Worldcrunch Magazine

Trieste Postcard: When A “Dump” For Migrants Is A Political Choice

- By Niccolò Zancan

TRIESTE — “Do you see these?”

I see them, I see them all right. They’re tears in the flesh. They’re rips in the New York T-shirt. They’re gnawed sneakers.

“Big mouse, man. You get it? It’s full of big mice here at night. My name is Ahamad Aftab, I am 35 years old. I have been to Turkey, Bulgaria, Serbia, Hungary, Croatia, but this is the worst place in my life. These are the worst days ever.”

It’s raining. It is raining hard. “Tin tin” on the tents and cardboard, on these hopeless roofs. It’s raining, and under a shelter, Aftab is warming his hands by a campfire while cooking chicken wings. The fire is inside his shelter. It’s hard to breathe. “I’ve been here for three months and 12 days, waiting for the police headquarte­rs to call me to get my papers. I want to live in Italy, I want to work. But they never call me,” says a friend of Aftab’s while waiting for dinner. And after that, when the fires are out, darkness will come.

Good evening from the land of rats. Good evening from Trieste. Good evening from this dumping ground of people, where living human beings are treated like the dead. This place is called the Silos. It was a warehouse for goods and grain and housed Istrian exiles during World War II. For decades now, it has become a disgraced building, next to the Trieste train station. Life rots here, while new departing trains are constantly announced next door.

Bad situation. Help me

“Bad situation. Help me,” a 20-yearold boy says in English.

“I’m hungry,” his friend says. Tents are everywhere, in the space of two bays. There is the Pakistani migrant side, the Bengali side, and this one, with boys who have fled Kabul and Taliban persecutio­n. “My name is Muhammad Shaz Zeb Raz, I can be a barber, and I want to work. I am lucky. Because I have only been here for 23 days.”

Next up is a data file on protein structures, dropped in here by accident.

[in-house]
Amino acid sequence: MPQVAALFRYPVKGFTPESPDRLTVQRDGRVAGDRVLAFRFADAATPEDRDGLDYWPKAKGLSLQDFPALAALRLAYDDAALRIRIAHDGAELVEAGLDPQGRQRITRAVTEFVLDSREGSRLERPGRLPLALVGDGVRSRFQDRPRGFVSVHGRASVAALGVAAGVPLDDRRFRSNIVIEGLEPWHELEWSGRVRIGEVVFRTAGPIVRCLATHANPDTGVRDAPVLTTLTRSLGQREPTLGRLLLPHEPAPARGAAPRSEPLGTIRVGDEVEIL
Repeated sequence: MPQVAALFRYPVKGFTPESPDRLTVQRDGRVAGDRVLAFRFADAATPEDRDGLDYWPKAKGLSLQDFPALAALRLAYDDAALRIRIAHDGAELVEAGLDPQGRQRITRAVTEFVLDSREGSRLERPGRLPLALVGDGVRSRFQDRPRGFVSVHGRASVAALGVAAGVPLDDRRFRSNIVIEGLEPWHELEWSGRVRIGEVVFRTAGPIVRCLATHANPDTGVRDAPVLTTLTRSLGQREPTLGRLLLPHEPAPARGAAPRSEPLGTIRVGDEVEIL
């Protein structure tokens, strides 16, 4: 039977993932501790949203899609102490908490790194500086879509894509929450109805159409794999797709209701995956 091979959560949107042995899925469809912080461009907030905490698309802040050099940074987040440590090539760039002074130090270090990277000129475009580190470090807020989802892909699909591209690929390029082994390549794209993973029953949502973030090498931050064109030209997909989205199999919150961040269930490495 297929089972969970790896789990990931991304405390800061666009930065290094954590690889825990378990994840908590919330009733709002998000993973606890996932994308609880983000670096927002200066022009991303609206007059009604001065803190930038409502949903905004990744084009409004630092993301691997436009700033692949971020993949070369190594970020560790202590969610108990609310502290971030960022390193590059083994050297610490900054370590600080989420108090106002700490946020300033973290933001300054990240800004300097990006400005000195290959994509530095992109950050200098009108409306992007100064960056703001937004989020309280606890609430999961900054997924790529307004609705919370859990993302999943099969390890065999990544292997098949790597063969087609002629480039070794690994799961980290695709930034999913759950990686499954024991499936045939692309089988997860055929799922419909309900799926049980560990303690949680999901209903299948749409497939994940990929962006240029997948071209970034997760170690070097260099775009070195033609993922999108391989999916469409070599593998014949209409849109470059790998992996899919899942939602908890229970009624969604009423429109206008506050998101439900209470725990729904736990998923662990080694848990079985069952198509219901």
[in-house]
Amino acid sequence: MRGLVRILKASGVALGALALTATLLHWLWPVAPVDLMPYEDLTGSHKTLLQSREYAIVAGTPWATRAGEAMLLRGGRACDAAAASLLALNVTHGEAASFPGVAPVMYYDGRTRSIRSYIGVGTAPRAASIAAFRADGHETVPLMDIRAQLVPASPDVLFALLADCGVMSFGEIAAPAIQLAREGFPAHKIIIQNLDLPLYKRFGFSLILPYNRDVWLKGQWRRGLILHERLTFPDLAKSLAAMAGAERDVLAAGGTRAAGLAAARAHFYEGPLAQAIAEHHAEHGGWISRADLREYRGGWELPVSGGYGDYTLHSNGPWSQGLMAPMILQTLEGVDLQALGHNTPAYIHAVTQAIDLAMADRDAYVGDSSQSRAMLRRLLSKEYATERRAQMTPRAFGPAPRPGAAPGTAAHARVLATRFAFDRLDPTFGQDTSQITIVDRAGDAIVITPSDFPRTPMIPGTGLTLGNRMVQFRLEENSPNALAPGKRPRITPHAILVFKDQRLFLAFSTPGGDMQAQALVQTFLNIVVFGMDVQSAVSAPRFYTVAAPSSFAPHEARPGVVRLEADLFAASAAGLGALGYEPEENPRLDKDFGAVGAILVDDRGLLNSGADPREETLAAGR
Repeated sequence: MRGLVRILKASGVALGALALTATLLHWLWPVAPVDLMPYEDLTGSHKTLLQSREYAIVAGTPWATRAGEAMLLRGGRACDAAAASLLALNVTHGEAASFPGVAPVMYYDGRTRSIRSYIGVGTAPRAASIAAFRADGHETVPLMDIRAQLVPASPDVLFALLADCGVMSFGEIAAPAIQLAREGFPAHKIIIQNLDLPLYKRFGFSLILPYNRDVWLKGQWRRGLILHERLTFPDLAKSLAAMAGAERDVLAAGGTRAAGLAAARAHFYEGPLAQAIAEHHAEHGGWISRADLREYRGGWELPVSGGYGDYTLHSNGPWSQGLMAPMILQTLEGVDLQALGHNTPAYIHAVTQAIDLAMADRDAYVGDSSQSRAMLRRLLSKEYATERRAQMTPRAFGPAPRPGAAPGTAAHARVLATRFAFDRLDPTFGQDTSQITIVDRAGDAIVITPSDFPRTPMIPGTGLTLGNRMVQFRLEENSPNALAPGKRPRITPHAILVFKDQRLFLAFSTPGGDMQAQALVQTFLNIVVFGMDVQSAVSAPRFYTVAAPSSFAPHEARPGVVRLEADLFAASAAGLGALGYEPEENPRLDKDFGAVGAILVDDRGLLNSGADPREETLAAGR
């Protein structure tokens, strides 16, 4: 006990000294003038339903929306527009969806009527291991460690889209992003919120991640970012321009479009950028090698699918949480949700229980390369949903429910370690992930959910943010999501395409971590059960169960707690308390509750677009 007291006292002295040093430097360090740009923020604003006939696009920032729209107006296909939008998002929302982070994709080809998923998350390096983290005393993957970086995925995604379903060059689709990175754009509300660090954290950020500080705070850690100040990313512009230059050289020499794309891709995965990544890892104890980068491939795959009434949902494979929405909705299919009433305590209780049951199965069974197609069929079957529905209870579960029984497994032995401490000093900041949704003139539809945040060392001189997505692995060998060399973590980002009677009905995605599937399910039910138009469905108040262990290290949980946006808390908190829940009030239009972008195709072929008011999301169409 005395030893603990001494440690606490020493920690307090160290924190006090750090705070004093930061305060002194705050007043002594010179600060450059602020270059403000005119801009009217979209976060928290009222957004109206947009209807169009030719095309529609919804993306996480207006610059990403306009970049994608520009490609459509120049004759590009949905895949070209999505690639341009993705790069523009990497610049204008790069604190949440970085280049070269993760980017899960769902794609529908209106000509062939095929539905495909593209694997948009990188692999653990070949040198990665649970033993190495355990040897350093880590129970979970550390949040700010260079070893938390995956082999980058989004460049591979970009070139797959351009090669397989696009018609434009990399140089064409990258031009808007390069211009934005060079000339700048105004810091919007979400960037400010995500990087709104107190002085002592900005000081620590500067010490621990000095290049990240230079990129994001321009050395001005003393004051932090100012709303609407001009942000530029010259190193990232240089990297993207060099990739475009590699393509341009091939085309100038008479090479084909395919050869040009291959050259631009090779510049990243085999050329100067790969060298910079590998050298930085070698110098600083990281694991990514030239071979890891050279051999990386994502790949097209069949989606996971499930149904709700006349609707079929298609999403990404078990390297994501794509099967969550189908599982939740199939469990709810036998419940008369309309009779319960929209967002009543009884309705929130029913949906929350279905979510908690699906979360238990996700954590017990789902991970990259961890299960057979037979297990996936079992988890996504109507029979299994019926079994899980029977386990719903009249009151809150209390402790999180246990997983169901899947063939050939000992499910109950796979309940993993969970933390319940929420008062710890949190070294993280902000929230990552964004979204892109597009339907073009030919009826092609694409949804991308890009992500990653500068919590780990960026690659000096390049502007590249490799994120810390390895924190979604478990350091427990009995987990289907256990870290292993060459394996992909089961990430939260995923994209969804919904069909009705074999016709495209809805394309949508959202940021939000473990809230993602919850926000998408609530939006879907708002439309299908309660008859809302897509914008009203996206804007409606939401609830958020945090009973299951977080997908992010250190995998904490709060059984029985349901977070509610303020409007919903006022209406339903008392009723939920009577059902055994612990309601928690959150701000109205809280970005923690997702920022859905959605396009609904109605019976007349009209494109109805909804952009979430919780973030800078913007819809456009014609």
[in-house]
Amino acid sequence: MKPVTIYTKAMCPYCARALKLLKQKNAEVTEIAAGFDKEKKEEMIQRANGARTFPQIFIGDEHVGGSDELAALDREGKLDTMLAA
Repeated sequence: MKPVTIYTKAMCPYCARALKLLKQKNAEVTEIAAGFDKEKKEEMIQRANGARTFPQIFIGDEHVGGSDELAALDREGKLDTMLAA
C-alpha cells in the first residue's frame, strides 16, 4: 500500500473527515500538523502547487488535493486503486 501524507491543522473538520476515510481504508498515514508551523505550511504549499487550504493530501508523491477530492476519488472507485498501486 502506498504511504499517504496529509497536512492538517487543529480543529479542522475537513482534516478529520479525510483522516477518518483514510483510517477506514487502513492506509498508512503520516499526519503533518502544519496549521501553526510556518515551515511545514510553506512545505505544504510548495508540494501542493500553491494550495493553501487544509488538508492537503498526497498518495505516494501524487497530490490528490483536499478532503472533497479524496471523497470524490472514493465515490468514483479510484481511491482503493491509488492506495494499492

Trieste is on Italy’s northeaste­rn border, a crossing point for all travelers on the Balkan migrant route. But something new, something different is happening. Something never seen before in a city that has always been accustomed to being a place of

passage and meeting. Now people are flocking to the Silos, waiting for answers from the Italian state. They are stuck in a muddy mess as a result of an institutio­nal quagmire.

The report “Abandoned Lives,” written by the network of associatio­ns that deal with migrants in Trieste (Ics, Shadow Line, Diaconia Valdese, Community of San Martino al Campo, Donk, Internatio­nal Rescue) is surprising. It reveals that there is no emergency in Trieste: the 13,000 migrants who arrived in 2022 became 16,000 in 2023; and 80% of them choose to immediatel­y leave the city (which in 2022 had a population of about 204,000) after a very short stop. The average number of asylum applicatio­ns here is low: five per day in winter, 10 in summer.

So what are 415 human beings doing in the Silos (a number that dates back to Dec. 1, 2023)? What do these tents and abandonmen­t indicate? They are all people who have chosen to apply for asylum precisely in Trieste, but who have failed to receive even a first response, allowing them to be included in reception programs.

“No problem,” says the aspiring barber. “I go to the police station every day. Sooner or later they will call my name.”